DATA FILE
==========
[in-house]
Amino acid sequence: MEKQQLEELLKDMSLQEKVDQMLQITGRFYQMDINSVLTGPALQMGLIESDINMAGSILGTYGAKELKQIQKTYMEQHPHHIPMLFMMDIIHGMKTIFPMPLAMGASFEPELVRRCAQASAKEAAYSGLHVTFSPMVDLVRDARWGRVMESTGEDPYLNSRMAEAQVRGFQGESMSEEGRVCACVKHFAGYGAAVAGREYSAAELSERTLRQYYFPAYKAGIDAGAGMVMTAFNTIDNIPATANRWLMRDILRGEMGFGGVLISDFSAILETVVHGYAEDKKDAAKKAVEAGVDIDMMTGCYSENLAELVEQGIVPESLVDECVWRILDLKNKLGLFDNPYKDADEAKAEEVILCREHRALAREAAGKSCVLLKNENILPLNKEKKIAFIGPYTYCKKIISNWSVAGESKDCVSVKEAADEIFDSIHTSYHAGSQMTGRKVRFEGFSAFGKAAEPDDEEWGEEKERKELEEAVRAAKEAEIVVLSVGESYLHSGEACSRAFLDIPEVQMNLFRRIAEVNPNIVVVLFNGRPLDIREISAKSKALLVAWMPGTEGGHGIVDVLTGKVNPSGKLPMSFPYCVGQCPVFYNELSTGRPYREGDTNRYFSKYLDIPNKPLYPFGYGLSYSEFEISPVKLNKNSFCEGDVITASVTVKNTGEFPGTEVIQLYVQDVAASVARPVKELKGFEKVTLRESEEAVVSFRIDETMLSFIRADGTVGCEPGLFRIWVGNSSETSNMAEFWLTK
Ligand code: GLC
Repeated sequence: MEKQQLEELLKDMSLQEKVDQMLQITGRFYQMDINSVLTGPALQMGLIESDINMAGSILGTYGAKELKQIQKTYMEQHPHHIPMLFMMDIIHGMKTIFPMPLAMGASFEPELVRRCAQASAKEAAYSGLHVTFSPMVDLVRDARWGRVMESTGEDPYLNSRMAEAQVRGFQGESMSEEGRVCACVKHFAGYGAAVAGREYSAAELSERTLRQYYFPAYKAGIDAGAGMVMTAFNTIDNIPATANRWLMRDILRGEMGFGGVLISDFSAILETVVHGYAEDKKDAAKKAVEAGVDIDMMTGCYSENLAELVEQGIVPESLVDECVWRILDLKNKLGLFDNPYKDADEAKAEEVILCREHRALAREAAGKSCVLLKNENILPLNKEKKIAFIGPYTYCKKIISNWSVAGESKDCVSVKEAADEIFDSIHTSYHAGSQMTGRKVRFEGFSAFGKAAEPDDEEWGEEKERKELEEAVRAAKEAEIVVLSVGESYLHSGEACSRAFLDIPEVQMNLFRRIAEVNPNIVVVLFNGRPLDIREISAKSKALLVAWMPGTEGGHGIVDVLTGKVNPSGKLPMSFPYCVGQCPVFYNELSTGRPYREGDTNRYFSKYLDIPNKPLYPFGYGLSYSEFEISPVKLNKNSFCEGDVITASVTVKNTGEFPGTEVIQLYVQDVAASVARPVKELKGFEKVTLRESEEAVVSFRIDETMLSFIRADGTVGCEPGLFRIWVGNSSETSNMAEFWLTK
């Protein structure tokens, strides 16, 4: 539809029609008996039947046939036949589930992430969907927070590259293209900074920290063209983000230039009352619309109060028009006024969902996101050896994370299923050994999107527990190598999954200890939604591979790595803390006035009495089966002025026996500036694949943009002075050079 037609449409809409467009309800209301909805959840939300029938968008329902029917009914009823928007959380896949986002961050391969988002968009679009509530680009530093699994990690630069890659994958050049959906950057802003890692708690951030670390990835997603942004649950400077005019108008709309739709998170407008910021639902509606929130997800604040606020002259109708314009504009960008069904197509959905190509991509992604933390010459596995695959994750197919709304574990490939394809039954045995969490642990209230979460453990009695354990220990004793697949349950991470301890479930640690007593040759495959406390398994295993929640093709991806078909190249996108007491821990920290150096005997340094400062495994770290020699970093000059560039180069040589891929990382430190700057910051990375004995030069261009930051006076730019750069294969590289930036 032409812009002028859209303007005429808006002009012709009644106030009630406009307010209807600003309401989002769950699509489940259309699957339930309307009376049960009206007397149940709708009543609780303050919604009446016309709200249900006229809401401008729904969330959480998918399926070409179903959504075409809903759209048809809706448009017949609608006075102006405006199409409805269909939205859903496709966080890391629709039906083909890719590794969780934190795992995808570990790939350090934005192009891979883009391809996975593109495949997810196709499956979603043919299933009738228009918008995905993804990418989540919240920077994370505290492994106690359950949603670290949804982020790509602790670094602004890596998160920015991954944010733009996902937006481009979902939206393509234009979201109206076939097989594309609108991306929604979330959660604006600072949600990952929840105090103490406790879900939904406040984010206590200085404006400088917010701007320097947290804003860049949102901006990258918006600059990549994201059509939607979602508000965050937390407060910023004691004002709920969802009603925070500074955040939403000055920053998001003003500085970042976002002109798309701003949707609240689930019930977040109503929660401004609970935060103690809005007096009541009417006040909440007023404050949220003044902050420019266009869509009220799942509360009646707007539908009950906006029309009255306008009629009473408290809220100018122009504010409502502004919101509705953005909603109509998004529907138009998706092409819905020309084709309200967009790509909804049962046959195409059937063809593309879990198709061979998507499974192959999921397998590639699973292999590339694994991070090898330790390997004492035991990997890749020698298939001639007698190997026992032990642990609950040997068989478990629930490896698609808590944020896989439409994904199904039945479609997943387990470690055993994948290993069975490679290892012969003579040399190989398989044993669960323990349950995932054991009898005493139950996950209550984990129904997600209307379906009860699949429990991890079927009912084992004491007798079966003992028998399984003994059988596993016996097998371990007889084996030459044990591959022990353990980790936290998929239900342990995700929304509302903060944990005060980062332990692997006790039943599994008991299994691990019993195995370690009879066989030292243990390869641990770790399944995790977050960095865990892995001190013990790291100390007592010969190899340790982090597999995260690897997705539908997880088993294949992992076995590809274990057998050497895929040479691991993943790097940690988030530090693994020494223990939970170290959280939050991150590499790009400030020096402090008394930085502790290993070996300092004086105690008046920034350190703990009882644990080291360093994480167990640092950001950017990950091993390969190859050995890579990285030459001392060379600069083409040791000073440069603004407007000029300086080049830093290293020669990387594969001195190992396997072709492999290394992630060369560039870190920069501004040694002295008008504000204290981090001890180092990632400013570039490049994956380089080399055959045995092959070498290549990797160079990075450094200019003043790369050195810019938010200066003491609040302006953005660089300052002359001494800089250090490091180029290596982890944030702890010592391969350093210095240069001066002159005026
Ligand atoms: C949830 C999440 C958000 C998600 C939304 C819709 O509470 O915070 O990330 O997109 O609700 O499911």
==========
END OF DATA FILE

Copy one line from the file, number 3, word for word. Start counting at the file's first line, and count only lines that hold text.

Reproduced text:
Ligand code: GLC